People my age and younger who’ve grown up in the American heartland can’t help but take for granted that war is unnatural. We think of the limitless peace around us as the baseline condition of life. War, any war, is for us a contemptible death trip, a relic of lizard-brain machismo, a toxic by-product of America’s capitalist military system—one more covert and dishonorable crime we commit in the third world. All my life I’ve heard people say “war is insanity” in tones of dramatic insight and final wisdom, and it took me a long time to realize that what they really meant was “war is an activity I don’t want to understand, done by people I fear and despise.”
But there’ve been places and times where people have thought of war as the given and peace the perversion. The Greeks of Homer’s time, for instance, saw war as the one enduring constant underlying the petty affairs of humanity, as routine and all-consuming as the cycle of the seasons: grim and squalid in many ways, but still the essential time when the motives and powers of the gods are most manifest. To the Greeks, peace was nothing but a fluke, an irrelevance, an arbitrary delay brought on when bad weather forced the spring campaign to be canceled, or a back-room deal kept the troops at home until after harvest time. Any of Homer’s heroes would see the peaceful life of the average American as some bizarre aberration, like a garden mysteriously cultivated for decades on the slopes of an avalanche-haunted mountain.
In our own culture the people who know what war is like find it almost impossible to communicate with the children of peace. In the last election Bob Dole was defeated in large part because of World War II—what he thought it meant, and what he didn’t see it meant to people of a later generation. To Dole, World War II was a teacher of positive values: courage, self-sacrifice, respect for authority, dedication to a common goal—values he thought were signally absent in the soft and cynical selfishness of Clinton’s generation. But it was just that cynicism that Dole couldn’t crack. Everybody knew that if those values had ever really existed in America, they were only the result of some Norman Rockwell collective delusion. We’re smarter now—smart enough to see through war, anyway. We think it’s a sick joke to suggest that war could ever teach anybody anything good.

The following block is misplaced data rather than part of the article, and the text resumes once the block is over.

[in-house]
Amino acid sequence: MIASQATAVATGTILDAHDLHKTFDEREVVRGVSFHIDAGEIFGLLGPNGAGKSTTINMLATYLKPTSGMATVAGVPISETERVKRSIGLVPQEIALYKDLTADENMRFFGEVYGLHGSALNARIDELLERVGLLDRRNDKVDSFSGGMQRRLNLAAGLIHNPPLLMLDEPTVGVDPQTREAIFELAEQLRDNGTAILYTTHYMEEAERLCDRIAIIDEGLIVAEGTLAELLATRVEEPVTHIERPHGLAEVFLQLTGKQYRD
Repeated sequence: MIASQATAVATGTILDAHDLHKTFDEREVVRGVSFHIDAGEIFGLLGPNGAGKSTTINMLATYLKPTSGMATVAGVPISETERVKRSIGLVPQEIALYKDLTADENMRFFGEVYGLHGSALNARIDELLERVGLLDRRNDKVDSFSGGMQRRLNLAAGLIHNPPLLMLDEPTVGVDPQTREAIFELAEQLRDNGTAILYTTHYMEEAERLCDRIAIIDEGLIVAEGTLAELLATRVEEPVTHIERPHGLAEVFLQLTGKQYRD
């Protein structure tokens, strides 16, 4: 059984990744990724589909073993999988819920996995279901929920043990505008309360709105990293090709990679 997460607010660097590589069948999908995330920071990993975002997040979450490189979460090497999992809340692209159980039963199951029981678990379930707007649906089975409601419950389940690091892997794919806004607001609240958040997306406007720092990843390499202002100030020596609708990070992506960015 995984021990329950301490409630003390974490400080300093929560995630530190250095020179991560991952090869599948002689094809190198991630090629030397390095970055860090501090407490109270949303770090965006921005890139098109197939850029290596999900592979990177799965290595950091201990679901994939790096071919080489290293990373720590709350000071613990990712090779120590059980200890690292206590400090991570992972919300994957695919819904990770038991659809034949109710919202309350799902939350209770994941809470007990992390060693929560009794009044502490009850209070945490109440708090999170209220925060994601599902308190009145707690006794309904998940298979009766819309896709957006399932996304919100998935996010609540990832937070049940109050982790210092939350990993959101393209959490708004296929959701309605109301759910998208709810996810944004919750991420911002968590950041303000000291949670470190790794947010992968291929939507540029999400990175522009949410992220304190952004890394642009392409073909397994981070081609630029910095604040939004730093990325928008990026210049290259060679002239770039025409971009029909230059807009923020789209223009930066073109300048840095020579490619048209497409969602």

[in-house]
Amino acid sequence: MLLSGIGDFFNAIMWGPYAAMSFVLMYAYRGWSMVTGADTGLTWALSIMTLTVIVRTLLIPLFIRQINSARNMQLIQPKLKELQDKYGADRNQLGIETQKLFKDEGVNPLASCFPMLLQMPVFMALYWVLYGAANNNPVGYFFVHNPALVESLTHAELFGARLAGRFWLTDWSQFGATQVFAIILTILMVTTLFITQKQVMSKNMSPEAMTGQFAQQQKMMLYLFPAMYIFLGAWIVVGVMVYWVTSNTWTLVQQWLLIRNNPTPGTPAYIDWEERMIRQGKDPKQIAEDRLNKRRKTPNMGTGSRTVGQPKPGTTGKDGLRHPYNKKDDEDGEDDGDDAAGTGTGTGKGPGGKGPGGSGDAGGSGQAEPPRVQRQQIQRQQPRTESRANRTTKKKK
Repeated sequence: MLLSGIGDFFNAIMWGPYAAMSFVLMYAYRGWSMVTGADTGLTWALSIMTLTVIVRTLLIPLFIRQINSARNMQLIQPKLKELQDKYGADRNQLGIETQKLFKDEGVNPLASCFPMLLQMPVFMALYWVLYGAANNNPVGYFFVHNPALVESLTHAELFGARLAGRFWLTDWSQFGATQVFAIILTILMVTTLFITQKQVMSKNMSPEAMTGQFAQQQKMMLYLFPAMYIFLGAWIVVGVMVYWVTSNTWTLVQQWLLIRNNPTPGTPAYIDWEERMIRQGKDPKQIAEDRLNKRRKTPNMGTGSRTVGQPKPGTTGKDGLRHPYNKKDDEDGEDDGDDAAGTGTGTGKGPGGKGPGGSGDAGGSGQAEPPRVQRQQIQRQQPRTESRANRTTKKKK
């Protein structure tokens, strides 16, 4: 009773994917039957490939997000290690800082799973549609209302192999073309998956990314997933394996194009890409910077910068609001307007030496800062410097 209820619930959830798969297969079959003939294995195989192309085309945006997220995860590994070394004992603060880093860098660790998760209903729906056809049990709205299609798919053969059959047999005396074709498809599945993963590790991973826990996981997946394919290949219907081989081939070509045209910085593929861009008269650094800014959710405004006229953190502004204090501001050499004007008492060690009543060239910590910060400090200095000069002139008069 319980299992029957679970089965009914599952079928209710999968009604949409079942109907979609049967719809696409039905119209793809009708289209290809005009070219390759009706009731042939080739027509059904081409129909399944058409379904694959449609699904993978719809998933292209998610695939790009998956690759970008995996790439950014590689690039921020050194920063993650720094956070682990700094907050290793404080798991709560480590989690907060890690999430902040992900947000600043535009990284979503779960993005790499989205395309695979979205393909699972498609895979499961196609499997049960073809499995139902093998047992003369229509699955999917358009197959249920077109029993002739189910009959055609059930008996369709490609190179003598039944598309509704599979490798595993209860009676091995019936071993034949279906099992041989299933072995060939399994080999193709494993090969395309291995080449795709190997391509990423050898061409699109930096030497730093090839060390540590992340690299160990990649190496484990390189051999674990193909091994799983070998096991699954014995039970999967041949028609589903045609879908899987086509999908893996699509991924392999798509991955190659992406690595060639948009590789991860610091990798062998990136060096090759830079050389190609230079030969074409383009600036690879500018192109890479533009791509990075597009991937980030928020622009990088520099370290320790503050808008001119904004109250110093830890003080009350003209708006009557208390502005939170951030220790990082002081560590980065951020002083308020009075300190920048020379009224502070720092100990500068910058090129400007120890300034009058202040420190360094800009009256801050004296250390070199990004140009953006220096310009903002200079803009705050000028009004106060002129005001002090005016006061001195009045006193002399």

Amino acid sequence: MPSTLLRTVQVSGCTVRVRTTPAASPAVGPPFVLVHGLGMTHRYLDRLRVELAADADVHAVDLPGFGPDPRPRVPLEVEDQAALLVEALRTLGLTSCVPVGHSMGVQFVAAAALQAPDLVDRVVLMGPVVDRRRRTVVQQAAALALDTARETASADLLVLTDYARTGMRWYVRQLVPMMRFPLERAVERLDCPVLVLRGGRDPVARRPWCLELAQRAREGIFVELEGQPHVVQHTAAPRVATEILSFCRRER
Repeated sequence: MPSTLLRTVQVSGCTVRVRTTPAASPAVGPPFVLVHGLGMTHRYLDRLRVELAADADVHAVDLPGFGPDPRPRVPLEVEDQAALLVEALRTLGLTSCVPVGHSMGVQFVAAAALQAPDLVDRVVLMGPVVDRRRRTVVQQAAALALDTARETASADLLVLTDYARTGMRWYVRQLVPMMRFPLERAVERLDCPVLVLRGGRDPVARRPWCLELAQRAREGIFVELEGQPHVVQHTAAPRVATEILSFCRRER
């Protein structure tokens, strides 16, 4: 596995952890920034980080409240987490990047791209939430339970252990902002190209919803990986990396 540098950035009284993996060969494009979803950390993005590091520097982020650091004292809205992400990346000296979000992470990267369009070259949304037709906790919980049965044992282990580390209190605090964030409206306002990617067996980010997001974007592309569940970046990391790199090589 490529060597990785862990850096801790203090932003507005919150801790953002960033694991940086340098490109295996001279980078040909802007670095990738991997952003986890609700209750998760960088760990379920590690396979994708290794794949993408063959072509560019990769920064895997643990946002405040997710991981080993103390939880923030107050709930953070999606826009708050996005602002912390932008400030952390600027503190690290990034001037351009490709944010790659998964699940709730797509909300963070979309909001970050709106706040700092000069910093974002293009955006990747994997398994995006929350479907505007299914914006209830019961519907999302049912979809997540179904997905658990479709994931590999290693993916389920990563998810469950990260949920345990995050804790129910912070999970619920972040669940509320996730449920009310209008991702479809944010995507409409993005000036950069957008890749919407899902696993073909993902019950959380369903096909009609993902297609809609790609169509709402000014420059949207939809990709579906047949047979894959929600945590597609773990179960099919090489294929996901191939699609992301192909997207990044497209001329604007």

Out of idle curiosity, I’ve been asking friends, people my age and younger, what they know about war—war stories they’ve heard from their families, facts they’ve learned in school, stray images that might have stuck with them from old TV documentaries. I wasn’t interested in fine points of strategy, but the key events, the biggest moments, the things people at the time had thought would live on as long as there was anybody around to remember the past. To give everybody a big enough target I asked about World War II.
I figured people had to know the basics—World War II isn’t exactly easy to miss. It was the largest war ever fought, the largest single event in history. Other than the black death of the Middle Ages, it’s the worst thing we know of that has ever happened to the human race. Its aftereffects surround us in countless intertwining ways: all sorts of technological commonplaces, from computers to radar to nuclear power, date back to some secret World War II military project or another; the most efficient military systems became the model for the bureaucratic structures of postwar white-collar corporations; even the current landscape of America owes its existence to the war, since the fantastic profusion of suburban development that began in the late 1940s was essentially underwritten by the federal government as one vast World War II veterans’ benefit. (Before the war there were three suburban shopping centers in the U.S.; ten years after it ended there were 3,000.)
Then too, World War II has been a dominant force in the American popular imagination. In the mid-1960s, when my own consumption of pop culture was at its peak, the war was the only thing my friends and I thought about. We devoured World War II comic books like Sgt. Fury and Sgt. Rock; we watched World War II TV shows like Hogan’s Heroes and The Rat Patrol; our rooms overflowed with World War II hobby kits, with half-assembled, glue-encrusted panzers and Spitfires and Zeroes. I think I had the world’s largest collection of torn and mangled World War II decal insignia. We all had toy boxes stuffed with World War II armaments—with toy pistols and molded plastic rifles and alarmingly realistic rubber hand grenades. We refought World War II battles daily and went out on our campaigns so overloaded with gear we looked like ferocious porcupines. Decades after it was over the war was still expanding and dissipating in our minds, like the vapor trails of an immense explosion.